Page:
NASA is looking at the possibility of exploring the planets of Uranus and Neptune in order to sample their gasses and other elements to get a better feel for how they fit into our solar system.
Every 10 years, NASA releases a report called the decadal survey outlining top priorities for planetary exploration.
They outlined four possible missions to the ice giants Uranus and Neptune – including three orbiters and a possible fly-by of Uranus.
“The preferred mission is an orbiter with an atmospheric probe to either Uranus or Neptune – this provides the highest science value, and allows in depth study of all aspects of either planet’s system: rings, satellites, atmosphere, magnetosphere,’ says Amy Simon, co-chair of the Ice Giants Pre-Decadal Study group.”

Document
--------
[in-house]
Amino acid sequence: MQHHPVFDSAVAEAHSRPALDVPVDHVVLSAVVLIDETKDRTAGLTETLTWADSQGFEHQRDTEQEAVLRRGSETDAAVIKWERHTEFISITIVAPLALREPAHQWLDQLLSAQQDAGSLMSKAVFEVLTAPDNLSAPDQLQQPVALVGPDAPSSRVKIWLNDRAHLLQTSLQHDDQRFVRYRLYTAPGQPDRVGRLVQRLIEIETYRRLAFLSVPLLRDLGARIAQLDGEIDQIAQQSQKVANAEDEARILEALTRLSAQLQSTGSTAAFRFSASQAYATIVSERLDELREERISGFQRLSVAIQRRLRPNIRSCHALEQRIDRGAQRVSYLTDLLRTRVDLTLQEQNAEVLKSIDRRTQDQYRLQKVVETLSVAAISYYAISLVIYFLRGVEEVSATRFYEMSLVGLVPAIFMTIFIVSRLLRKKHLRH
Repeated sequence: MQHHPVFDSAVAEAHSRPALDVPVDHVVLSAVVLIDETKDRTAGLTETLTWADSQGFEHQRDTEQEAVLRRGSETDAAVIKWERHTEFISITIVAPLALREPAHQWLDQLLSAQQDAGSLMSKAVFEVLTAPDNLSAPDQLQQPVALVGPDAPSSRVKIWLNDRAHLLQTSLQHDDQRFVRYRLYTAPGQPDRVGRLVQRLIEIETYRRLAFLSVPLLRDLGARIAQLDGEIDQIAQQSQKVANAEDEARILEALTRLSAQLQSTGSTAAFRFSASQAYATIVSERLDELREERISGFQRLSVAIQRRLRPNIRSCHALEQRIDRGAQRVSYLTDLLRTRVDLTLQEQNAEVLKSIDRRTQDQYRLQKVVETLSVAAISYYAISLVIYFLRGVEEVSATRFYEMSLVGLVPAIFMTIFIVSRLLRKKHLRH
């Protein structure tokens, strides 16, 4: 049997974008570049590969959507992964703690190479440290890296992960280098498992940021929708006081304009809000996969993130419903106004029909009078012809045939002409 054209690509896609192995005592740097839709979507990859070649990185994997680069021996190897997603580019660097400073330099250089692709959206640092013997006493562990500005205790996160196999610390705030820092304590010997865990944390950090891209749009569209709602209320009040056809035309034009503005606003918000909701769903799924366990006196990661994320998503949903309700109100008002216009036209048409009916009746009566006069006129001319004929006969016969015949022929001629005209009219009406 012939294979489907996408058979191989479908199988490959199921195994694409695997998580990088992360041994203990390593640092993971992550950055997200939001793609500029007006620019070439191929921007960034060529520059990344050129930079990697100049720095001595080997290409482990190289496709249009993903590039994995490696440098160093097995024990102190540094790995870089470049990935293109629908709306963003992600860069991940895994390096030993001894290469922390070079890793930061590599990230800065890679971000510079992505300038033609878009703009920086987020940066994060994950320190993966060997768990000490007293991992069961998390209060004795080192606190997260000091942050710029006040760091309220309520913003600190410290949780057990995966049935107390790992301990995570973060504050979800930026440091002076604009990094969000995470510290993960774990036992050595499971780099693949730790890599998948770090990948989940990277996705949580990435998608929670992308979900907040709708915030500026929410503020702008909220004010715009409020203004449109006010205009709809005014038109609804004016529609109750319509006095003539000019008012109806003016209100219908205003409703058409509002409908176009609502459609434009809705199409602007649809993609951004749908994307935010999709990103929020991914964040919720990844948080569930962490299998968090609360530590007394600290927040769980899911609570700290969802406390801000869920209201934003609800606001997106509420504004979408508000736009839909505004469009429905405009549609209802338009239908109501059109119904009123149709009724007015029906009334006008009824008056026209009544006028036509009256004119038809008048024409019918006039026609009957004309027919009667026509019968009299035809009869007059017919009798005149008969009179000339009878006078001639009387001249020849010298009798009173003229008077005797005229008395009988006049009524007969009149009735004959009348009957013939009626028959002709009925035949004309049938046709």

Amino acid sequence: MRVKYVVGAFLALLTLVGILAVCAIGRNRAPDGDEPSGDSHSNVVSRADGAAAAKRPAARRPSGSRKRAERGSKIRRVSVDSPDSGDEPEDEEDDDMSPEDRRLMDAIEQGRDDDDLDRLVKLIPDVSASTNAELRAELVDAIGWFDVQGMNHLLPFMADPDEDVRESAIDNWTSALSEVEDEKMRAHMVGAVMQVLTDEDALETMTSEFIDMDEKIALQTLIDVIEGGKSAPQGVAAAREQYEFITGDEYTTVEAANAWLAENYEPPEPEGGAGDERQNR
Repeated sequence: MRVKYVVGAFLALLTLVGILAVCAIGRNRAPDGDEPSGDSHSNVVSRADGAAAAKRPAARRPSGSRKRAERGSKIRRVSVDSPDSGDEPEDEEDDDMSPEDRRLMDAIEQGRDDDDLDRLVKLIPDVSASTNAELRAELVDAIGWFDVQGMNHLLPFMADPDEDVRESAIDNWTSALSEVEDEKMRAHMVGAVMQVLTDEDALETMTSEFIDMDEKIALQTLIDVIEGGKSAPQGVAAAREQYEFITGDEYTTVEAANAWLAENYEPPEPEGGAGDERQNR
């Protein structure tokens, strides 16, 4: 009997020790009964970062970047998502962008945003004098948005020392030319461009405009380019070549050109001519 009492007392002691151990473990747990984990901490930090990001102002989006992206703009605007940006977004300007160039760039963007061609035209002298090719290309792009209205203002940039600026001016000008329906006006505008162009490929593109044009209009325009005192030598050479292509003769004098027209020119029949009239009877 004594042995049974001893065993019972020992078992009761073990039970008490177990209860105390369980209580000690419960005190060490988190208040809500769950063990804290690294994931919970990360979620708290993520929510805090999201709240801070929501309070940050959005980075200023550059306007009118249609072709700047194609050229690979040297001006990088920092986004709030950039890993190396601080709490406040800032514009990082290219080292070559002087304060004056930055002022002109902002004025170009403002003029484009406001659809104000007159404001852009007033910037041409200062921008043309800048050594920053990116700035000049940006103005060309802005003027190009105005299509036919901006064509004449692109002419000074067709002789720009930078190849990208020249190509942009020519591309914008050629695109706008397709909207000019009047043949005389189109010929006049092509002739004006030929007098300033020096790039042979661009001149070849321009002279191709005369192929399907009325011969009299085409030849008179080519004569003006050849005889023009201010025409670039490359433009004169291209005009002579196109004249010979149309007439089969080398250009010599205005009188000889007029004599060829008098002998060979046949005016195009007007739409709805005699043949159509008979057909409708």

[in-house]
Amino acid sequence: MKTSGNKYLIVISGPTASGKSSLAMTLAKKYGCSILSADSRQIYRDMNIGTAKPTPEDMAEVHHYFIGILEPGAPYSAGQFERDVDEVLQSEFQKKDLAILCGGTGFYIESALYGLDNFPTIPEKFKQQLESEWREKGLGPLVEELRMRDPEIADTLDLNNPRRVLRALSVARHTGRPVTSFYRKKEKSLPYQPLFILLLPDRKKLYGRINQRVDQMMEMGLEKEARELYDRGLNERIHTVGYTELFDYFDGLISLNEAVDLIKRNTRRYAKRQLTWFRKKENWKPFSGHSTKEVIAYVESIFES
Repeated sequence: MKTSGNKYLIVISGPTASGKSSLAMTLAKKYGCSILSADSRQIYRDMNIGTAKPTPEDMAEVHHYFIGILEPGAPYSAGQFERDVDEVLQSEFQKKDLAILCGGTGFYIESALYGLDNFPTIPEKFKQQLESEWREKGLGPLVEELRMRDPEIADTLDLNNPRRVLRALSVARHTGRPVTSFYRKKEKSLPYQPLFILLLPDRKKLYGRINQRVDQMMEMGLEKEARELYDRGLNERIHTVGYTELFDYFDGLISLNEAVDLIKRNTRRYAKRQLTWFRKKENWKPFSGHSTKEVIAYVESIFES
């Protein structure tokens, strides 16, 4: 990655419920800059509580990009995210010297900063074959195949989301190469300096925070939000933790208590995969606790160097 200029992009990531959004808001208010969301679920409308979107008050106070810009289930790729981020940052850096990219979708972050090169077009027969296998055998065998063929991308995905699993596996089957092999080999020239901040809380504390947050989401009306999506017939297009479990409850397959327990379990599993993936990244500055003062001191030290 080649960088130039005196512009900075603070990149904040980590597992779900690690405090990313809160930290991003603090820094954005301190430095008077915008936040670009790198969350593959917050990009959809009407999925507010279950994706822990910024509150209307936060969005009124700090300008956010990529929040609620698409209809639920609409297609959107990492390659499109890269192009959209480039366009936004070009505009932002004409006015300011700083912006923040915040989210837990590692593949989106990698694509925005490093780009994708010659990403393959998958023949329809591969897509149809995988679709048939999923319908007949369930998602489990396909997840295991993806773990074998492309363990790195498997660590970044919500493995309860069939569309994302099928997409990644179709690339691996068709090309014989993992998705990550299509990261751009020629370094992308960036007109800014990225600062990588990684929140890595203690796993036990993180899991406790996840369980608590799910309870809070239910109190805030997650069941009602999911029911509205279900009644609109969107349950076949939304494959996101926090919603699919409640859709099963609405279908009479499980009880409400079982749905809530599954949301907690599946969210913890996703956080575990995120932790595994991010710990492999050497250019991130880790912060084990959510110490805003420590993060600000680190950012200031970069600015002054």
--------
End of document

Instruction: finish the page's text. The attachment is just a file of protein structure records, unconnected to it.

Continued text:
NASA hopes the Uranus mission will launch before 2034, after which the alignment of the planets make the mission much harder as it would be using Jupiter’s gravity as a pull.
The idea of the mission is to determine what the planets are made of, get an idea of the atmospheric composition, and take lots of fantastic photographs, too. Researchers hope to study the weather and overall climate of the planets, while determining how they fit into the overall makeup of our Solar System.